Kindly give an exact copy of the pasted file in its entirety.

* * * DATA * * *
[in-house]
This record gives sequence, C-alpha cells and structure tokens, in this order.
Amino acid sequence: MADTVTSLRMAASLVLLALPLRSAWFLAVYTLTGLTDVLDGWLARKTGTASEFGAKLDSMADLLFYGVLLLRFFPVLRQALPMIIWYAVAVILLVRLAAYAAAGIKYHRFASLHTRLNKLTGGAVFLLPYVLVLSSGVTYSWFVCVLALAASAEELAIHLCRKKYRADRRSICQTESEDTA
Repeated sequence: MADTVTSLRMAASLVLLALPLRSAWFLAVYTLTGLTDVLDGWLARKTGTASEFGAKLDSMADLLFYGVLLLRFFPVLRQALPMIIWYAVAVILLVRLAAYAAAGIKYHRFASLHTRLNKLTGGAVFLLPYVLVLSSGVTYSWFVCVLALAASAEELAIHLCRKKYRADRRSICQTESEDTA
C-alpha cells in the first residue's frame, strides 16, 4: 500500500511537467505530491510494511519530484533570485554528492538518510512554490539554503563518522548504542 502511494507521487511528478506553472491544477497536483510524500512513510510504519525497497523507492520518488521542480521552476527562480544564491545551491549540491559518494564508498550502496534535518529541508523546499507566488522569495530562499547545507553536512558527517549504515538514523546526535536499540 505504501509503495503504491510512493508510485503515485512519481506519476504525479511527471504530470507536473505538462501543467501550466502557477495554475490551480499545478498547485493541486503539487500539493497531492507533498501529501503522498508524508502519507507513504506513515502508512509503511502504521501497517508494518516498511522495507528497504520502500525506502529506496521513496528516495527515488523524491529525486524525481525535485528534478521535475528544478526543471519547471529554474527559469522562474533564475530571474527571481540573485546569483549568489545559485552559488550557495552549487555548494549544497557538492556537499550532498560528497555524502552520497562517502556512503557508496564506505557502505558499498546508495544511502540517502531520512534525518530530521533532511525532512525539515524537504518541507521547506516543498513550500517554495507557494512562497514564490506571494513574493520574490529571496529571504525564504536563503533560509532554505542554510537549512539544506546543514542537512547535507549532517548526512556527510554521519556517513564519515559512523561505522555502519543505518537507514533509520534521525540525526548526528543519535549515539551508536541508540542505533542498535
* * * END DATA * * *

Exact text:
[in-house]
This record gives sequence, C-alpha cells and structure tokens, in this order.
Amino acid sequence: MADTVTSLRMAASLVLLALPLRSAWFLAVYTLTGLTDVLDGWLARKTGTASEFGAKLDSMADLLFYGVLLLRFFPVLRQALPMIIWYAVAVILLVRLAAYAAAGIKYHRFASLHTRLNKLTGGAVFLLPYVLVLSSGVTYSWFVCVLALAASAEELAIHLCRKKYRADRRSICQTESEDTA
Repeated sequence: MADTVTSLRMAASLVLLALPLRSAWFLAVYTLTGLTDVLDGWLARKTGTASEFGAKLDSMADLLFYGVLLLRFFPVLRQALPMIIWYAVAVILLVRLAAYAAAGIKYHRFASLHTRLNKLTGGAVFLLPYVLVLSSGVTYSWFVCVLALAASAEELAIHLCRKKYRADRRSICQTESEDTA
C-alpha cells in the first residue's frame, strides 16, 4: 500500500511537467505530491510494511519530484533570485554528492538518510512554490539554503563518522548504542 502511494507521487511528478506553472491544477497536483510524500512513510510504519525497497523507492520518488521542480521552476527562480544564491545551491549540491559518494564508498550502496534535518529541508523546499507566488522569495530562499547545507553536512558527517549504515538514523546526535536499540 505504501509503495503504491510512493508510485503515485512519481506519476504525479511527471504530470507536473505538462501543467501550466502557477495554475490551480499545478498547485493541486503539487500539493497531492507533498501529501503522498508524508502519507507513504506513515502508512509503511502504521501497517508494518516498511522495507528497504520502500525506502529506496521513496528516495527515488523524491529525486524525481525535485528534478521535475528544478526543471519547471529554474527559469522562474533564475530571474527571481540573485546569483549568489545559485552559488550557495552549487555548494549544497557538492556537499550532498560528497555524502552520497562517502556512503557508496564506505557502505558499498546508495544511502540517502531520512534525518530530521533532511525532512525539515524537504518541507521547506516543498513550500517554495507557494512562497514564490506571494513574493520574490529571496529571504525564504536563503533560509532554505542554510537549512539544506546543514542537512547535507549532517548526512556527510554521519556517513564519515559512523561505522555502519543505518537507514533509520534521525540525526548526528543519535549515539551508536541508540542505533542498535